‘Be a Light’ part 2 inspired by community response

Leader Staff, arts@ptleader.com
Posted 3/14/17

“I’m a not a large person, more like Piglet than Pooh. What can I do?”

“I don’t want to be hateful and angry. How do we bridge the gap even though we’re all different?”

“I lived …

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‘Be a Light’ part 2 inspired by community response

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“I’m a not a large person, more like Piglet than Pooh. What can I do?”

“I don’t want to be hateful and angry. How do we bridge the gap even though we’re all different?”

“I lived through fascism in Europe and Korea. I never want to see it again.”

These were just some of the thoughts shared by audience members during “Be a Light: The Art of Taking Action,” a theater event that took place earlier this year, said Marc Weinblatt, founder of Mandala Center for Change, which cohosted the interactive community performance and dialogue.

The January event at the Key City Playhouse was part of the national Ghostlight Project, a movement that encouraged people to come together Jan. 19 and pledge to stand for and protect the values of inclusion. The project brought together more than 750 theaters and groups in all 50 states.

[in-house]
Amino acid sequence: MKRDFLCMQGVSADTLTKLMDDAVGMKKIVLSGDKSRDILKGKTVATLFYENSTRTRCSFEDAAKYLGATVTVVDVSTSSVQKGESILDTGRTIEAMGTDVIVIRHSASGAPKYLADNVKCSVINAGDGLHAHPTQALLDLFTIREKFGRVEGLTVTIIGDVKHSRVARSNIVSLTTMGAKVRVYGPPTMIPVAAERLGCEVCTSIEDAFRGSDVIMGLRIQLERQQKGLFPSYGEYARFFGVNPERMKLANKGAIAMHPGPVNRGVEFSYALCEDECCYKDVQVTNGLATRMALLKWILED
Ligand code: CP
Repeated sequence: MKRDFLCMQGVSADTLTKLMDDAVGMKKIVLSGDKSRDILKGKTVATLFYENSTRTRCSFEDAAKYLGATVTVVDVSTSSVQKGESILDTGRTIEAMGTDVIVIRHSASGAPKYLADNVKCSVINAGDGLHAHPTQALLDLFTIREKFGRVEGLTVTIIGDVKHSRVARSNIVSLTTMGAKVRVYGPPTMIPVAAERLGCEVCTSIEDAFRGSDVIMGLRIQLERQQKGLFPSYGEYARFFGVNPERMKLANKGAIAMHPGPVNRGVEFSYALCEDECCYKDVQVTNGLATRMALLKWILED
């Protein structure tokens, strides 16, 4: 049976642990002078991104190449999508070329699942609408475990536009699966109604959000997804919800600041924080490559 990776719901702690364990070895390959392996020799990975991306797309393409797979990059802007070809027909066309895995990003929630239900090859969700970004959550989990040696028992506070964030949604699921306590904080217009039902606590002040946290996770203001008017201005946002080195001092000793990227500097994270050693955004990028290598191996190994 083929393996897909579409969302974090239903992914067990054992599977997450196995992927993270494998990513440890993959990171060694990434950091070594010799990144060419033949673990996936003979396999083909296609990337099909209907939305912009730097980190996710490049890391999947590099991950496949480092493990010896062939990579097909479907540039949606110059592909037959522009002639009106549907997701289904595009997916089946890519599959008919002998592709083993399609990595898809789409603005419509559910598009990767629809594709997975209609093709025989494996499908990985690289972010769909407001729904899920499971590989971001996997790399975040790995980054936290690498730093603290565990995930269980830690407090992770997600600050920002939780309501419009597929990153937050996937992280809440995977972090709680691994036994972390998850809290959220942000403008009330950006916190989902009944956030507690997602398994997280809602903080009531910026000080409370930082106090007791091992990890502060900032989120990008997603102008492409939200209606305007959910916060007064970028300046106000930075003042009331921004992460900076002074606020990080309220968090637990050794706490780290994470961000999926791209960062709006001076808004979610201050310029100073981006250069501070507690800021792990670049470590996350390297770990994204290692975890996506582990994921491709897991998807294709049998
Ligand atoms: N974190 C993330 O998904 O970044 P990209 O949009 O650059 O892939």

Expanding on that event, Mandala, in association with Key City Public Theatre and the Goddard MFA in Interdisciplinary Arts program, is offering “Be a Light,” Part Two, which, in part, is to be inspired by the stories shared by audience members during the January event.

The event will be different from the first one, and have more of a problem-solving focus, said Weinblatt.

PERFORMANCES

Community performances featuring the Poetic Justice Theatre Ensemble are set for 7 p.m., Thursday, March 16 at Key City Playhouse, 419 Washington St.; and 4 p.m., Tuesday, March 21 at Fort Worden Chapel. Admission is pay what you wish, with no one turned away for lack of funds.

In Part Two, Poetic Justice Theatre Ensemble is to present a new original short play titled “Land of the Free … ?” which depicts the struggle surrounding safety, inclusion, justice and “ally-ship” in the current political climate, said Weinblatt.

Audience members are invited to participate or simply witness the process.

“Our new performances aim to further inspire people – to serve as a battery, a kind of fuel for our humanity,” said Weinblatt in a press release. “Even if people are feeling scared, angry, overwhelmed or immobilized, this is a great opportunity to grapple with big questions and find concrete tools for action, not just on one’s own, but in community.”

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